Some of the best presentations I’ve ever seen consisted of less than 5 words per slide, and in many cases no words at all. Why were they the best? Because they didn’t take the emphasis away from the presenter.

And there you go! You’re now on your way to being a better presenter, whether it’s to your class or your colleagues. There’s more to it than that of course, but I have to save some for later, don’t I?

Academic Aesthetic Netcast 111

Adventures with oekaki (otherwise known as forums that let you draw things). .. I haven’t had any yet, but I think I’m ready.

This is only a test, and I’m sick.

Sorry to get your hopes up. I’m not really dead, just distracted.

New podcast on Monday.


Edit: It seems I was a little too ambiguous with this update. Sometimes when I don’t post for a while I put up a “I’m not quite dead yet!” post just to let people know I haven’t abandoned my site completely.  The apology was because I’ve had people tell me they look forward to my podcasts, and since this update gives you nothing new really I can see how it would be a bit of a letdown.

The back story is this:  After visiting Quiet Valley Living Historical Farm‘s Harvest Festival last weekend (an annual event I try to never miss), I came down with a cold which I apparently still have.  It’s not enough to keep me home from work (I have too much of my father in me), but it is slowing me down and I need to save my sore throat for telling Kindergarten kids that oil paints aren’t lipstick.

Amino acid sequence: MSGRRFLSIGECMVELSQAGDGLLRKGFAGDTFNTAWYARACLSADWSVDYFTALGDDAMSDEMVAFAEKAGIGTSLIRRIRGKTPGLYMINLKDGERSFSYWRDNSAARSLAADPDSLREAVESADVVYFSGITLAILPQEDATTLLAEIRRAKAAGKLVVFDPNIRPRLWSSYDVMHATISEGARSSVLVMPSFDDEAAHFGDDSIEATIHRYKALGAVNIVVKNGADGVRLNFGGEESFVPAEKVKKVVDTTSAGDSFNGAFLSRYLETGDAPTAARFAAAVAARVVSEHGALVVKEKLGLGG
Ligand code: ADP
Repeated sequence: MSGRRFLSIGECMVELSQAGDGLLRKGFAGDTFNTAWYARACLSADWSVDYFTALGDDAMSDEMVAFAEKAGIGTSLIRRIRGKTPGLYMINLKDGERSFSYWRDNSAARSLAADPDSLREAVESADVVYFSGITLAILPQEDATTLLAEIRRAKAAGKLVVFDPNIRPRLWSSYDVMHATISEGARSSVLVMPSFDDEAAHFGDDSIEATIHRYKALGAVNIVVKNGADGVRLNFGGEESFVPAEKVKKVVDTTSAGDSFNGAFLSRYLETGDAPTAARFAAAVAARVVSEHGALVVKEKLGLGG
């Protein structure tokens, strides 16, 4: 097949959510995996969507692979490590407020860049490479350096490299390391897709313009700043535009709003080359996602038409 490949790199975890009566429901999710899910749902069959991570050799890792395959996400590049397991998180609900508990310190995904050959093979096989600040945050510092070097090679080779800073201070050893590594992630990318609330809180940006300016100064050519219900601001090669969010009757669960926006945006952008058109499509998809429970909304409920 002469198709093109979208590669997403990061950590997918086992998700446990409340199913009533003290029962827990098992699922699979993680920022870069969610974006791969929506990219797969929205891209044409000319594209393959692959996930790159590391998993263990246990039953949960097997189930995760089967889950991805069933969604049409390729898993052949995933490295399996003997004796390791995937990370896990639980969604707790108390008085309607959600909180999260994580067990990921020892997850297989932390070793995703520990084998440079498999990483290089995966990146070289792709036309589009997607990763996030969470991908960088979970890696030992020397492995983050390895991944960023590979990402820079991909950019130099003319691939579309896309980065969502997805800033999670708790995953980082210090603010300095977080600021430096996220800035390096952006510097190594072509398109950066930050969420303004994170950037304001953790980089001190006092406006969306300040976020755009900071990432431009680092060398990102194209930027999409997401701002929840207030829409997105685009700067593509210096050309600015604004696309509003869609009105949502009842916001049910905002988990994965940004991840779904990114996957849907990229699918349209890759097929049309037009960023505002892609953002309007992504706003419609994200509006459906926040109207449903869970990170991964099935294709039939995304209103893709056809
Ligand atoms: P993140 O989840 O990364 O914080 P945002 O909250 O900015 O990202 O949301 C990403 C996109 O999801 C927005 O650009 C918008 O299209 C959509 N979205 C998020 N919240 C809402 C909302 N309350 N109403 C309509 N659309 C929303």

I’m hoping I’ll be back to normal (or at least my usual grade of abnormal) by Monday, and if I’m not I’ll still have SOME audio for you.  I might even find a guest podcaster, but we’ll see.

Blogged with Flock

Academic Aesthetic Podcast 110

Web based open source educational games are harder to find than I thought.

A Few Good Games

I want to make my art club site a little more fun, so I’m trying to find some games I can add (among other things).

My Dreamhost account gives me unlimited MySQL databases and lots of space, so games that need that are fair game.

I don’t just want to put any old activities on my server, though.  This weekend I’ve been trying to find games that are fun, educational, open source, and KID SAFE.  I’ve actually found a couple of open source games written in PHP, but one of them was overly complicated and the other one was not in my opinion appropriate for students.  (Although it was still more tame than any of the GTA games, but that’s besides the point.)

So I thought I’d ask you, my more-or-less loyal subscriber base.  Do you know where I might find some web-based games I could host on my server?

Academic Aesthetic Podcast 109

Goodbye to the forum, hellooooo, photo gallery! Time to show off more art lesson photos than Flickr will let me do for free.